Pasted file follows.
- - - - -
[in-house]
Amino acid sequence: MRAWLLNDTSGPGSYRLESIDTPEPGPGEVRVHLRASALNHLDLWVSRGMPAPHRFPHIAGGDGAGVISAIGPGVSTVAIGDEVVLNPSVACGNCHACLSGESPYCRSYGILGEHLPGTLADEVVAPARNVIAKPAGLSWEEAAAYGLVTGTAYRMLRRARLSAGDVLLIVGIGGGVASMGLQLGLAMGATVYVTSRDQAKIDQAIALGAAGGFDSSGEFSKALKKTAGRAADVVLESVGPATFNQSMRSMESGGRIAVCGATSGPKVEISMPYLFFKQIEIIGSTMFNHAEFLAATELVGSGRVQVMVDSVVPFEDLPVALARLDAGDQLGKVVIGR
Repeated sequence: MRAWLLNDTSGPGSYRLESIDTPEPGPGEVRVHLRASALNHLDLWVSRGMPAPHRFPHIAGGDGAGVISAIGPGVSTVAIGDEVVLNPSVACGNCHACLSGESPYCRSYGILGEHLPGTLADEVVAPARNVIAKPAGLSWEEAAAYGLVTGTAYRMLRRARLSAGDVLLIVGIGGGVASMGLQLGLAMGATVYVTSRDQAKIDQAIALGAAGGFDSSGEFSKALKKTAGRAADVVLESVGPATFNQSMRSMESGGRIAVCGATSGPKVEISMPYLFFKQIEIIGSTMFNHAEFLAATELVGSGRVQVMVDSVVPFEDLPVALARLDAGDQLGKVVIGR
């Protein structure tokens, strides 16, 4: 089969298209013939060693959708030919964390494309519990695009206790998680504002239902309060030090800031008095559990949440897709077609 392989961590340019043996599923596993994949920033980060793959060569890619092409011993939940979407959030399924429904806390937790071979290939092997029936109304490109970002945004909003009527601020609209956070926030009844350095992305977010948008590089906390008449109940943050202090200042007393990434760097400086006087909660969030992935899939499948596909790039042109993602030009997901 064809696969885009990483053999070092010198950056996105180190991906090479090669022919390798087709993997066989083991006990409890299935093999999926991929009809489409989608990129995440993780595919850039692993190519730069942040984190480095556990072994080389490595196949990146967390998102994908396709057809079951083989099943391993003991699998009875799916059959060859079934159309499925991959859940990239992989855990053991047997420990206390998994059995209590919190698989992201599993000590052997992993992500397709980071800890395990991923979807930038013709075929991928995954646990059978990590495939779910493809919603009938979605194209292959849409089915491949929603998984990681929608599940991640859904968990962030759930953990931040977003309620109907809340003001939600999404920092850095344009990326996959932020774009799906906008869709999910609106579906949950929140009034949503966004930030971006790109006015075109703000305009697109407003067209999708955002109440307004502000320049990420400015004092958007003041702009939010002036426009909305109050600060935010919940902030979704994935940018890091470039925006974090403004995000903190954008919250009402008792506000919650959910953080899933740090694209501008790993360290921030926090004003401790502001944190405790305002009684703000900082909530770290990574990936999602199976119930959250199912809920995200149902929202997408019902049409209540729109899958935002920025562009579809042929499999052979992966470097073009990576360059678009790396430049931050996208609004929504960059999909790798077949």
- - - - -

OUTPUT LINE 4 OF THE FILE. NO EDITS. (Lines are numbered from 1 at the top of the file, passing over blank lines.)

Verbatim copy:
């Protein structure tokens, strides 16, 4: 089969298209013939060693959708030919964390494309519990695009206790998680504002239902309060030090800031008095559990949440897709077609 392989961590340019043996599923596993994949920033980060793959060569890619092409011993939940979407959030399924429904806390937790071979290939092997029936109304490109970002945004909003009527601020609209956070926030009844350095992305977010948008590089906390008449109940943050202090200042007393990434760097400086006087909660969030992935899939499948596909790039042109993602030009997901 064809696969885009990483053999070092010198950056996105180190991906090479090669022919390798087709993997066989083991006990409890299935093999999926991929009809489409989608990129995440993780595919850039692993190519730069942040984190480095556990072994080389490595196949990146967390998102994908396709057809079951083989099943391993003991699998009875799916059959060859079934159309499925991959859940990239992989855990053991047997420990206390998994059995209590919190698989992201599993000590052997992993992500397709980071800890395990991923979807930038013709075929991928995954646990059978990590495939779910493809919603009938979605194209292959849409089915491949929603998984990681929608599940991640859904968990962030759930953990931040977003309620109907809340003001939600999404920092850095344009990326996959932020774009799906906008869709999910609106579906949950929140009034949503966004930030971006790109006015075109703000305009697109407003067209999708955002109440307004502000320049990420400015004092958007003041702009939010002036426009909305109050600060935010919940902030979704994935940018890091470039925006974090403004995000903190954008919250009402008792506000919650959910953080899933740090694209501008790993360290921030926090004003401790502001944190405790305002009684703000900082909530770290990574990936999602199976119930959250199912809920995200149902929202997408019902049409209540729109899958935002920025562009579809042929499999052979992966470097073009990576360059678009790396430049931050996208609004929504960059999909790798077949």